News from Madiha Tahir of an upcoming special issue of the ever-interesting Public Culture; if you are interested in contributing, note that the deadline for abstracts/proposals is 1 August.
What is policing? What are its sites and modes of the operation? In Althusser’s famous example, it is the policeman’s hailing that transforms the individual into a subject. For Rancière, the police, understood as the naturalization of the social order, is the opposite of politics. As a label, policing has been deployed for a range from practices: from policing as a liberal ideal form of consent-based maintenance of law and order to policing as the maintenance of a certain “distribution of the sensible” to policing as a practice of empire (e.g. British aerial policing or the U.S. as global policeman). Public Culture seeks a series of essays on the police and policing as concept, practice, discourse and institution.
In 2003, Public Culture published what has become a seminal piece: Necropolitics by Achille Mbembe in an issue called Violence and Redemption. Authors may think about putting these two concepts in conversation (though this is certainly not a requirement): e.g. if politics is the work of death in spaces subjected to a continual state of emergency as Mbembe has argued, how does policing conceptualize or account for (or not) the work of death across multiple, variously inflected spaces from Florida to Afghanistan?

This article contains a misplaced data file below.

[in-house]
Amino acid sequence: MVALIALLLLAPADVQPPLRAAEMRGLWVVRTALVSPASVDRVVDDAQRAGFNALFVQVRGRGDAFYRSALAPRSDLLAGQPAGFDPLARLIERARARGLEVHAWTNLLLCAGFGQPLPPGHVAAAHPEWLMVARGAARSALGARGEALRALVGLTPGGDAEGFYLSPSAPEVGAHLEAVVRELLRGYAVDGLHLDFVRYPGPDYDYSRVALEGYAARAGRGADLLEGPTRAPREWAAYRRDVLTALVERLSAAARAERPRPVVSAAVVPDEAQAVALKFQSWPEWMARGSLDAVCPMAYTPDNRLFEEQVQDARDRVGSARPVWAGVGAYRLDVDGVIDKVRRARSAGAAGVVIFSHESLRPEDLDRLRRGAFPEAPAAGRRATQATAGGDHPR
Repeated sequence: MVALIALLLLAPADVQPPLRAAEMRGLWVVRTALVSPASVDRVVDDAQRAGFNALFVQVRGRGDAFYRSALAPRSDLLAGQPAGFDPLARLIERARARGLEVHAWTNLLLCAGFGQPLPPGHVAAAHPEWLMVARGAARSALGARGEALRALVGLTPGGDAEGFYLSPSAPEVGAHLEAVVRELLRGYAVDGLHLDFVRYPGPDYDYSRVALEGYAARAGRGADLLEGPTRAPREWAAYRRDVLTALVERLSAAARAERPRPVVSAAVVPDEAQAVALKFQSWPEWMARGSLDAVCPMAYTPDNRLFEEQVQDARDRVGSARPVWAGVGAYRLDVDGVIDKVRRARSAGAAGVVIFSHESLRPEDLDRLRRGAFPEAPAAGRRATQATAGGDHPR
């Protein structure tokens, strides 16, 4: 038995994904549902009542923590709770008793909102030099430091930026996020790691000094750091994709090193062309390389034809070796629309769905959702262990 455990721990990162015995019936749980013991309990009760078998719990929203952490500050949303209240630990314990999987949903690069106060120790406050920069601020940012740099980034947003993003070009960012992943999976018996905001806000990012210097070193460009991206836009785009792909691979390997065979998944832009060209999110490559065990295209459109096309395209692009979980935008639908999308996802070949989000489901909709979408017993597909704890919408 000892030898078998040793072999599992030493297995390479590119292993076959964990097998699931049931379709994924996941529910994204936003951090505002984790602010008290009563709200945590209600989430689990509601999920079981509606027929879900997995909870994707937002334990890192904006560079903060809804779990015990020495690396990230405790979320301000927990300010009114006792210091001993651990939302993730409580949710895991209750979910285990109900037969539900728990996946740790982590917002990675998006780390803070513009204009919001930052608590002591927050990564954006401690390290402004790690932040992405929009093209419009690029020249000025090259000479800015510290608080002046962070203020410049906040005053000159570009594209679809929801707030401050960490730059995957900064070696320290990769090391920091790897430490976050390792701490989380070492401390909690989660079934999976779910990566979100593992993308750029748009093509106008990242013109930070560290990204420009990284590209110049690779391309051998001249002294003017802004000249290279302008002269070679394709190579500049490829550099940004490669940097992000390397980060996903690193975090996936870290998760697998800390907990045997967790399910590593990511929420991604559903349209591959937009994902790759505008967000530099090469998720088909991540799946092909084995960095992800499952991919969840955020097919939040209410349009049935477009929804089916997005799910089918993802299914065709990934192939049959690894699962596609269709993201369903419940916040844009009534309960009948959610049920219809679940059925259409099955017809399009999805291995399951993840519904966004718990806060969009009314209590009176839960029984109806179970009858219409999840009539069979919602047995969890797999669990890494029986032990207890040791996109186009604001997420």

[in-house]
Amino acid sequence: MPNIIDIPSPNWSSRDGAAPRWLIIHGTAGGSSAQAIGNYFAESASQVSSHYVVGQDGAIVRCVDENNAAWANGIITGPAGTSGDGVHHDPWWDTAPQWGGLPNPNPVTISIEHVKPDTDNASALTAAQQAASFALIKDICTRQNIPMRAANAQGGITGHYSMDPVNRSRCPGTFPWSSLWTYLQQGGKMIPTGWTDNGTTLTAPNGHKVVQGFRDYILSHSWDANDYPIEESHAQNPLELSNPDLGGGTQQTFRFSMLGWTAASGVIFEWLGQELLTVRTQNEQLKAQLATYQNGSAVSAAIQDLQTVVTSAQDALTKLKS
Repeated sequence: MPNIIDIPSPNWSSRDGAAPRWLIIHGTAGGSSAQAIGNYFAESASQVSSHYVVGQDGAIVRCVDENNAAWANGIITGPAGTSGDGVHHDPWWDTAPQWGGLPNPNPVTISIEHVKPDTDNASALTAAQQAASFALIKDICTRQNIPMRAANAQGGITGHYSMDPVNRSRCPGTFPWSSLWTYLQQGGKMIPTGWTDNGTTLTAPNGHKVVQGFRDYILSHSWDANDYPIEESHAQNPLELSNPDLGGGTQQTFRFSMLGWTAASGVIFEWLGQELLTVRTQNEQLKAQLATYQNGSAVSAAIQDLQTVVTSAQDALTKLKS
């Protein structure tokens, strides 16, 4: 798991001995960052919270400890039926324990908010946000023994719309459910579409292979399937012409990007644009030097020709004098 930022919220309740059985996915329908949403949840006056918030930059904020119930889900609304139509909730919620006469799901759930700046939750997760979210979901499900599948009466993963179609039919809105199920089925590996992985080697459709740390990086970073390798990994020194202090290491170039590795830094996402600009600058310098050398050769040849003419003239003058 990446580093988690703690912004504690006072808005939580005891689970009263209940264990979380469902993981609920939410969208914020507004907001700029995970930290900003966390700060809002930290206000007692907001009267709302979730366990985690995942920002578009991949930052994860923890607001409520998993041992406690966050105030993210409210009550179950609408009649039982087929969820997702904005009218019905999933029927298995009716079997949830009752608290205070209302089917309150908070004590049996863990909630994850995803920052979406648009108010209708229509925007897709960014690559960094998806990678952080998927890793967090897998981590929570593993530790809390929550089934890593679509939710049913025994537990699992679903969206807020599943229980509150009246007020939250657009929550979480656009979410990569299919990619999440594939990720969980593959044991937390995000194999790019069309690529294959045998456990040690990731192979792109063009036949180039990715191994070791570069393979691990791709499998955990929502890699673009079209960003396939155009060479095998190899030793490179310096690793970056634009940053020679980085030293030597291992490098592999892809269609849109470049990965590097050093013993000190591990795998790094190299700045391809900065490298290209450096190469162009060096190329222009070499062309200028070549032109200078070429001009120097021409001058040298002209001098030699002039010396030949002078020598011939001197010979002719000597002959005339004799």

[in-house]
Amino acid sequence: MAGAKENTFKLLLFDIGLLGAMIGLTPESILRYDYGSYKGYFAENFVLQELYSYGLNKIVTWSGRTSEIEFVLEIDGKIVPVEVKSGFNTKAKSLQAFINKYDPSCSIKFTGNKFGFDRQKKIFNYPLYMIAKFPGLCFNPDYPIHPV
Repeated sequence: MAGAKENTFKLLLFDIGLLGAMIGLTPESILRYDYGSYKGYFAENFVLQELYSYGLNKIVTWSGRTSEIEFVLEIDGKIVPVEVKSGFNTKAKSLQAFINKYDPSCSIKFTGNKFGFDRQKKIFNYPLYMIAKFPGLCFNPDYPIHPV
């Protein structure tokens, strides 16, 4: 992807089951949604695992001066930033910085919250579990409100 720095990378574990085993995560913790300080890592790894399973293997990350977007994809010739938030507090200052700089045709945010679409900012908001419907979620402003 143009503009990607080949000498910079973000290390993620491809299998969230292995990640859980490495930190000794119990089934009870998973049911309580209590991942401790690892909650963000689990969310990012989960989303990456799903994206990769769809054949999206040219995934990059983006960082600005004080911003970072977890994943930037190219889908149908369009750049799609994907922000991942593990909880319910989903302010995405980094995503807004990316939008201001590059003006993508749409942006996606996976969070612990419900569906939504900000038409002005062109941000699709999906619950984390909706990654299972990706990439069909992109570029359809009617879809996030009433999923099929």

We seek essays that will provide accounts of and extract lessons from a range of sites that allow us to better understand the relationship between policing and violence: this might mean accounts from municipal police departments from New York to Palestine, or of movements like Black Lives Matter or No Dakota Access Pipeline and their engagements and resistance to the notion of ‘the police’ and policing. Approaches need not be attached to place alone. We seek insights from the construction of the ideas of dis/order and their material policing: the regulation of borders and mobilities for example, or the relation of policing to consent, or the policing of language as im/proper. Finally, we also seek (re)conceptualizations of the notion of the police and policing and engagements with them as aspects of disciplinary regimes or control societies, or as the negation of politics, and so on. As this indicates, we hope for an expansive range of empirical sites as well as theoretical articulations that attempt conceptual and comparative border-crossings.
Send abstracts of 200-300 words to firstname.lastname@example.org by August 1st. Editors will review abstracts, comment, and solicit full papers for review.